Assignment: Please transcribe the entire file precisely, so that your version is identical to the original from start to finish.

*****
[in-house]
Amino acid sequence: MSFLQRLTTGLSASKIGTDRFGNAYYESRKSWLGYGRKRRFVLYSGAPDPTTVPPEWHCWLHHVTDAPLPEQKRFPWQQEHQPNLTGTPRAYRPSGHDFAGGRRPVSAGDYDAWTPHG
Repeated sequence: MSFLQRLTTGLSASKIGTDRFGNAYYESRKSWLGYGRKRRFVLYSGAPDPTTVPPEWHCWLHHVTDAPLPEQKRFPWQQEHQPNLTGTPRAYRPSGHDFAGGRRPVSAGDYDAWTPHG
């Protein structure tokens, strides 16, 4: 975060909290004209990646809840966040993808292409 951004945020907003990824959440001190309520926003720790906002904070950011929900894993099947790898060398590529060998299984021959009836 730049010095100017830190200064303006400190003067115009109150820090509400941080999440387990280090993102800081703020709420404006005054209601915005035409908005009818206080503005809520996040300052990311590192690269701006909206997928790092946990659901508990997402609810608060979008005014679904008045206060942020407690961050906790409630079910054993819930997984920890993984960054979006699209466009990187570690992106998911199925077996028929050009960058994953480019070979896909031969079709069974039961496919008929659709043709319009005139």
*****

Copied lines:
[in-house]
Amino acid sequence: MSFLQRLTTGLSASKIGTDRFGNAYYESRKSWLGYGRKRRFVLYSGAPDPTTVPPEWHCWLHHVTDAPLPEQKRFPWQQEHQPNLTGTPRAYRPSGHDFAGGRRPVSAGDYDAWTPHG
Repeated sequence: MSFLQRLTTGLSASKIGTDRFGNAYYESRKSWLGYGRKRRFVLYSGAPDPTTVPPEWHCWLHHVTDAPLPEQKRFPWQQEHQPNLTGTPRAYRPSGHDFAGGRRPVSAGDYDAWTPHG
């Protein structure tokens, strides 16, 4: 975060909290004209990646809840966040993808292409 951004945020907003990824959440001190309520926003720790906002904070950011929900894993099947790898060398590529060998299984021959009836 730049010095100017830190200064303006400190003067115009109150820090509400941080999440387990280090993102800081703020709420404006005054209601915005035409908005009818206080503005809520996040300052990311590192690269701006909206997928790092946990659901508990997402609810608060979008005014679904008045206060942020407690961050906790409630079910054993819930997984920890993984960054979006699209466009990187570690992106998911199925077996028929050009960058994953480019070979896909031969079709069974039961496919008929659709043709319009005139």